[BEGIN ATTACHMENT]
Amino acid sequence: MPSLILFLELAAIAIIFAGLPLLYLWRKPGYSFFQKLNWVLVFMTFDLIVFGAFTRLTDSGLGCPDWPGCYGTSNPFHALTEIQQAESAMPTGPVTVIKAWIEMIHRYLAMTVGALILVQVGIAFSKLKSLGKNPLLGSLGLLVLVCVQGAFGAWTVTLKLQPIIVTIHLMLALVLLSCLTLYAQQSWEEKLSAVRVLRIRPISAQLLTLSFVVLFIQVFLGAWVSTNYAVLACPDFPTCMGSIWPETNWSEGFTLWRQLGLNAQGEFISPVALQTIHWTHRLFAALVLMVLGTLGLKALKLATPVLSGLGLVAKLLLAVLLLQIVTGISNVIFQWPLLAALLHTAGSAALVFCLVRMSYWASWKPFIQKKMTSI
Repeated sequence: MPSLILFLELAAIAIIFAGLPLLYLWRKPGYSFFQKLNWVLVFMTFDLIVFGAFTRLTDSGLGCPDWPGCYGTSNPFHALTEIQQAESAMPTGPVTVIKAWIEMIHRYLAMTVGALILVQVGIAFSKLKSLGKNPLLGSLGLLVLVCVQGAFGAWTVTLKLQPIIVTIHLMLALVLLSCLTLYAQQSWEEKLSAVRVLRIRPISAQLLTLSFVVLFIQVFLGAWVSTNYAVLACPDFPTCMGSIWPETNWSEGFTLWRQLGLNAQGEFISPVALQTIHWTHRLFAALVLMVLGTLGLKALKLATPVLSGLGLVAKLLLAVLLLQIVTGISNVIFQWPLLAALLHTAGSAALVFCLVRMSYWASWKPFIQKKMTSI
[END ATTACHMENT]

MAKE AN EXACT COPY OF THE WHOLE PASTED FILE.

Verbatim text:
Amino acid sequence: MPSLILFLELAAIAIIFAGLPLLYLWRKPGYSFFQKLNWVLVFMTFDLIVFGAFTRLTDSGLGCPDWPGCYGTSNPFHALTEIQQAESAMPTGPVTVIKAWIEMIHRYLAMTVGALILVQVGIAFSKLKSLGKNPLLGSLGLLVLVCVQGAFGAWTVTLKLQPIIVTIHLMLALVLLSCLTLYAQQSWEEKLSAVRVLRIRPISAQLLTLSFVVLFIQVFLGAWVSTNYAVLACPDFPTCMGSIWPETNWSEGFTLWRQLGLNAQGEFISPVALQTIHWTHRLFAALVLMVLGTLGLKALKLATPVLSGLGLVAKLLLAVLLLQIVTGISNVIFQWPLLAALLHTAGSAALVFCLVRMSYWASWKPFIQKKMTSI
Repeated sequence: MPSLILFLELAAIAIIFAGLPLLYLWRKPGYSFFQKLNWVLVFMTFDLIVFGAFTRLTDSGLGCPDWPGCYGTSNPFHALTEIQQAESAMPTGPVTVIKAWIEMIHRYLAMTVGALILVQVGIAFSKLKSLGKNPLLGSLGLLVLVCVQGAFGAWTVTLKLQPIIVTIHLMLALVLLSCLTLYAQQSWEEKLSAVRVLRIRPISAQLLTLSFVVLFIQVFLGAWVSTNYAVLACPDFPTCMGSIWPETNWSEGFTLWRQLGLNAQGEFISPVALQTIHWTHRLFAALVLMVLGTLGLKALKLATPVLSGLGLVAKLLLAVLLLQIVTGISNVIFQWPLLAALLHTAGSAALVFCLVRMSYWASWKPFIQKKMTSI